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A blog about various business and audio post production topics. We are a Brooklyn-based post studio that cater for advertising, long form, short form, film, branded content, cinema, radio and online. 

Posts in How To
How to Step Up Your Podcasting Game

I don’t need to tell you that podcasting has blown up again and with heavy hitting content like This American Life, Serial, and Mark Maron’s WTF it’s easy to see why. Content is better than ever. But with an influx of great content and more listeners comes a lot of crap and poorly produced podcasts in a saturated market. Anybody can buy a $50 microphone and start recording, and in fact, with increasingly popular companies like Anchor, you don’t even need the damn microphone! This offers amateur users great accessibility and a lot of interesting and niche content.  As a result, you might be wondering, “how can I stand out from the crowd?”. I’m here to answer that question and take you from a bedroom podcaster to a studio quality podcast pro.

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Networking Event Do’s and Don'ts

I personally hate the word ‘entrepreneur’. To me it conjures up images of wannabe rich people just trying to think up ways to create the next fad and make their millions. I’m sick in my mouth a little bit if somebody introduces themselves as an entrepreneur at a networking event but perhaps that’s just me. By definition an entrepreneur is; a person who organizes and operates a business or businesses, taking on greater than normal financial risks in order to do so.

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5 Ways To Impress Clients If You’re Not a People Person

Sound engineers don’t have the best reputation for being pleasant, bubbly folk that just love to go out their way to do you a favor. We’re grumpy bastards. If you’ve ever been to a music gig you would have no doubt noticed the pasty-skinned, long haired, black T-shirt wearing (usually Metallica or Led Zeppelin), slightly sweaty guy behind the mixing desk furiously fiddling with knobs and buttons. I say ‘his’ because there is a serious lack of female presence in the sound engineering industry...but that’s for another blog post. You’ve seen this person and I challenge you to find me one smiling. This goes for the type of sound engineer that I am too, a dubbing mixer (re-recording mixer) or sound designer working on post production audio for TV ads and films. We are seen less by the public eye but are grumpy on a different level. Shut inside a windowless basement staring at a screen all day playing the same 2-second audio clip over and over for hours, and grumbling about why there’s 11 people from the agency sat behind us for a simple voice over recording.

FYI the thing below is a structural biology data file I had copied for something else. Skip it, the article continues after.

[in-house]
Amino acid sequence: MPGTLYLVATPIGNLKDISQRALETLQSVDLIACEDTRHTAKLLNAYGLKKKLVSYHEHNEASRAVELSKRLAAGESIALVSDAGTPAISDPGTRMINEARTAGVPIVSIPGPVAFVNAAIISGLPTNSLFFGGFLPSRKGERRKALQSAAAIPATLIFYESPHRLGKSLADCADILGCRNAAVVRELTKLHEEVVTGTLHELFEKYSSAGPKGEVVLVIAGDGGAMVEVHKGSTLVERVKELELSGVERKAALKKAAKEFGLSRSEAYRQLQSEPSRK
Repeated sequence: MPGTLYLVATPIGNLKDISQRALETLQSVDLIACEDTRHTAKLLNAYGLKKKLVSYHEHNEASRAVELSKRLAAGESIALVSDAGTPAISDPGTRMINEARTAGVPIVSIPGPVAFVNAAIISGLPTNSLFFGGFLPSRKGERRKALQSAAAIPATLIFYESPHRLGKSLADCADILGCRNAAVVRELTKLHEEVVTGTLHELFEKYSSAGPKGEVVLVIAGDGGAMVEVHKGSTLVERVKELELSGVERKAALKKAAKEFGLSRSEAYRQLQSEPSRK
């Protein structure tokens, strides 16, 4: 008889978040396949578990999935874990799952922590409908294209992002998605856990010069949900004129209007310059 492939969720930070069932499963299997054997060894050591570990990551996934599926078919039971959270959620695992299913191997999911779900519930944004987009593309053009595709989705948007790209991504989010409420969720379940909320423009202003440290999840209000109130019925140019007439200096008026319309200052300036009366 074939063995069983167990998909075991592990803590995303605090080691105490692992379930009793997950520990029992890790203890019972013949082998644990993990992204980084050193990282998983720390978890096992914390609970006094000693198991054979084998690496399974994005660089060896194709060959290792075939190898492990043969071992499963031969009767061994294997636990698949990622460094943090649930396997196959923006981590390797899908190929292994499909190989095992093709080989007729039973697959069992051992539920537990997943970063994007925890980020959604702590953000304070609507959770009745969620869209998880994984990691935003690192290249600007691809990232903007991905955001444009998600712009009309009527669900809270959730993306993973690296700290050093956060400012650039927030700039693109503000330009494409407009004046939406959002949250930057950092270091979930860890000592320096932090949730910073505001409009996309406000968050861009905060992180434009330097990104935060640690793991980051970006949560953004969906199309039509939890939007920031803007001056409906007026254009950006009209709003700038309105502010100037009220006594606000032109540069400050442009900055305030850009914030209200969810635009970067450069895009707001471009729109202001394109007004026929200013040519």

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How to Build a Studio in 77 Square Feet

Welcome to the Square Mile. This is the name I call my studio weighing in at a humble 77 square foot. 7’x11’ to be precise. So…what is one to do with so little space? Research is the first port of call. Most project and bedroom studios are around this size so there’s plenty of information out there on acoustic treatment and utilising the space efficiently. Using that information and translating it to a professional environment that is client friendly, acoustically sound and comfortable is a taller task than one might think though.

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How to Build an Audio Workstation

I’ve had the idea to start my own studio since I first showed interest in the audio realm when I was about 13. In fact, at the age of 14 or 15 my brother and my dad built a recording studio in the garage to have jams and make a bit of cash from recording local bands. I remember saving up for a Tascam Multitrack Recorder and being amazed by the fact I could solo each instrument in the demo track installed on the build in hard drive (that’s right, no cassette tape on this machine!). I started playing around with the EQ and reverb, changing levels and effects. I didn’t know it at the time but I was learning to mix! It was fantastic.

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How To Build A Sound Absorbing Panel In 5 Easy Steps

There are a lot of how-to articles and videos on the net about building acoustic panels for your studio or control room. They're really handy additions to any environment that requires less acoustic reflections and they're cheap and easy to make. I need mine to tighten the acoustics of the listening position in the room I'm currently in. Generally I'm sound designing and mixing commercials for TV which can be less forgiving when it comes to quality control than mixing music. My goal is to make more of these with bass traps also but for now I just built two panels that will be placed at the left and right mirror points from my speakers. Quite honestly, the way in which I built these is not that different to everything else on the interwebs except I did mine in 100-degree weather with a PBR in hand in about 2 hours for $22 per panel. My point is that this is easy to do and shouldn’t be a gruelling or tedious process.

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